Mississauga: News & Events
Pictures from the March Against Bayer/Monsanto, Toronto 2019.
Carolyn May Steiss (CSNN Mississauga’s Branch Manager), Jodi Koberinski (Activist) and Rachel Parent (Founder of Kids Right to Know) were some of the attendees for the march.
Share the new consumer education pamphlet.
Do you want to share information in your community? Are you a farmer with a market stand or CSA? Are you an engaged community member who organizes or participates in local events?
Distribute our new pamphlet “Why Your Food Choices Matter“ at local events, health food stores, farmers’ markets and in your CSA boxes.
Step 1: See the pamphlet at www.cban.ca/whyyourfoodchoicesmatter.
Step 2: Order online at www.cban.ca/orderpamphlets.
Step 3: If you can, donate to help cover printing, handling and postage costs at www.cban.ca/donate.
What can we do? The pamphlet lists some important food choices that can support a healthy environment and support farmers who are growing food for a better future.
The pamphlet introduces organic farming and the importance of buying locally from independent businesses where possible. It briefly explains genetic engineering and provides the list of genetically engineered (genetically modified or GM) foods in Canada. It describes a little about how our global food system contributes to the climate crisis, corporate control, and the use of toxic chemicals – and encourages us to learn about why what we buy, and where we buy it from, matters.
Food is at the heart of ways we can make positive change. All of us need more information about the actions we can take to make a difference.
Copies are available free of charge but your donations are gratefully accepted. Your donation will help cover the cost of producing the pamphlet, and getting it to people across the country.
Thank you for sharing information in your community.
GM Golden Rice approved as safe in the Philippines but efficacy not evaluated
The Government of the Philippines has approved the genetically engineered “Golden Rice” as safe to eat, though its ability to provide Vitamin A as promised has not yet been evaluated.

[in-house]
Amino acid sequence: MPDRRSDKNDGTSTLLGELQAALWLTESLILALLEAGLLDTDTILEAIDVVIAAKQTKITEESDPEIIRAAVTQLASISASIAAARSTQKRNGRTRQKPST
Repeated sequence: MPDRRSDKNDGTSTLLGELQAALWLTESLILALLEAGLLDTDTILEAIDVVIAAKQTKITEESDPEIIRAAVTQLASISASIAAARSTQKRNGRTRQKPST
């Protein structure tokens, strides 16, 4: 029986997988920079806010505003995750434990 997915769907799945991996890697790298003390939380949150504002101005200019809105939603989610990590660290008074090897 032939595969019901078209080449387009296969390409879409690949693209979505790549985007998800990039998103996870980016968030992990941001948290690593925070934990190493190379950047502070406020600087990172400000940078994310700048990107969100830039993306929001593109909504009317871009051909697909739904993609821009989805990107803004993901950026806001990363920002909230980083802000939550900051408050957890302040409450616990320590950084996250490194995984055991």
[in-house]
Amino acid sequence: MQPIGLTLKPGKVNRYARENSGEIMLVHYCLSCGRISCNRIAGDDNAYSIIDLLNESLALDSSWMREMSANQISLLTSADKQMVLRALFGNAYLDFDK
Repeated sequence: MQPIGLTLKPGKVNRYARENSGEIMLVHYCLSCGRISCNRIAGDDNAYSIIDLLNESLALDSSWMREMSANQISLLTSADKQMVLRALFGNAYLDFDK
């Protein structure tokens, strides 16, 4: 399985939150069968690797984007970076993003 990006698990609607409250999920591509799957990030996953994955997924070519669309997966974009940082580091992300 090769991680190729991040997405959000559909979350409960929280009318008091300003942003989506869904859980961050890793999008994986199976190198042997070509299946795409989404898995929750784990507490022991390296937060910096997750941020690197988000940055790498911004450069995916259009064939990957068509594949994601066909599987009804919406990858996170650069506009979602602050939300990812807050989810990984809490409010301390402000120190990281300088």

The rice’s ability to provide sufficient beta-carotene and address Vitamin A deficiency remains unevaluated, and it is not yet approved for growing in any country. If the other necessary approvals follow, Golden Rice could become the first-ever GM rice grown in the world.
Golden Rice is the name of a rice that has been genetically engineered to produce beta carotene, which the body can convert into vitamin A. It is being developed by the International Rice Research Institute which, in announcing the approval in the Philippines, said “the beta-carotene content of Golden Rice aims to provide 30 to 50 percent of the estimated average requirement (EAR) of vitamin A for pregnant women and young children.” This delivery of beta-carotene is still a goal rather than a demonstrated reality.
Canada, the US and Australia and New Zealand have also approved the GM rice as safe to eat, but the Philippines is the first country to do so where the GM rice will actually be distributed for consumption.
No regulatory authority has assessed the ability of Golden Rice to provide adequate beta-carotene or address Vitamin A deficiency yet.
“Up to now, proponents have failed to address concerns on the Golden Rice’s negligible beta-carotene content, its fast degradation and the possible toxicity associated with the beta-carotene degradation,” said Cris Panerio, National Coordinator of MASIPAG, a farmers network in the Philippines which is part of a pan-Asian network of more than 30 groups called the Stop Golden Rice! Network. Read the full statement, “Farmers and Civil Society Organisations across Asia denounce Philippines’ decision to approve direct use of Golden Rice.”
Last month, the Canadian Biotechnology Action Network (CBAN) released a report that found Golden Rice has low and variable levels of beta-carotene, the beta-carotene degrades significantly during storage and cooking, and has not been adequately tested for bioavailability. “The decision in the Philippines is a safety approval for a product that is not yet demonstrated to work as promised,” said Taarini Chopra of CBAN, “This approval sounds like a step forward for Golden Rice but it doesn’t make the product any more effective.”
Other measures to address vitamin-A deficiency are already available, such as delivering vitamin A supplements. Furthermore, there are many existing local crop plants that are high in beta-carotene. Vitamin A deficiency is a symptom of hunger and malnutrition, caused by poverty and inequality. The real solution therefore lies in food soveriegnty approaches that give people access to diverse diets with vitamin-A rich foods, and the means to grow them.
To read the report and its summary, and to get updates visit www.cban.ca/goldenrice